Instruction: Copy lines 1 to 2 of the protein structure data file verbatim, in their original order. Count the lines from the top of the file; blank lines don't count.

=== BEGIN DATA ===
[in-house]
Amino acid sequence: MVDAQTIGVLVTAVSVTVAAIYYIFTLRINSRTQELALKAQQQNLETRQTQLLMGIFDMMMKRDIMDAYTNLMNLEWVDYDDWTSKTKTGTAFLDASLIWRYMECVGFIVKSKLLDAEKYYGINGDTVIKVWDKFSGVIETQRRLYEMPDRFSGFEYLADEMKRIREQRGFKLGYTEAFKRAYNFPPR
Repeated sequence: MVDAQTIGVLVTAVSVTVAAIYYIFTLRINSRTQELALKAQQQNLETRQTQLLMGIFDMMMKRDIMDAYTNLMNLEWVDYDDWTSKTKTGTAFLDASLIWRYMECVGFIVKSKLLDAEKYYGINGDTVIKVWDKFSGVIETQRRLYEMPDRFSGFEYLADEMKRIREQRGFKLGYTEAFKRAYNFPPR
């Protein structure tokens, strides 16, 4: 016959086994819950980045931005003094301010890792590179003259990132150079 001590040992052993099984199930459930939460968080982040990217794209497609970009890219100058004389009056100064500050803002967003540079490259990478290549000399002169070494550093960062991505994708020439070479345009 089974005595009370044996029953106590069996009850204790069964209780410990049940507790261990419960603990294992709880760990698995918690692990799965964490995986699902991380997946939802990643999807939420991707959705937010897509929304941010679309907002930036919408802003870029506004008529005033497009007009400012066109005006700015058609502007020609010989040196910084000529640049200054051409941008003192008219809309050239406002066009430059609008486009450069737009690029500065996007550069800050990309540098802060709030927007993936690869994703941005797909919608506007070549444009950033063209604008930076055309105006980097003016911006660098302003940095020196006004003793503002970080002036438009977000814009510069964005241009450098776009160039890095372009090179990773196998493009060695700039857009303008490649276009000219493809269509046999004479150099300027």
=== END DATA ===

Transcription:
[in-house]
Amino acid sequence: MVDAQTIGVLVTAVSVTVAAIYYIFTLRINSRTQELALKAQQQNLETRQTQLLMGIFDMMMKRDIMDAYTNLMNLEWVDYDDWTSKTKTGTAFLDASLIWRYMECVGFIVKSKLLDAEKYYGINGDTVIKVWDKFSGVIETQRRLYEMPDRFSGFEYLADEMKRIREQRGFKLGYTEAFKRAYNFPPR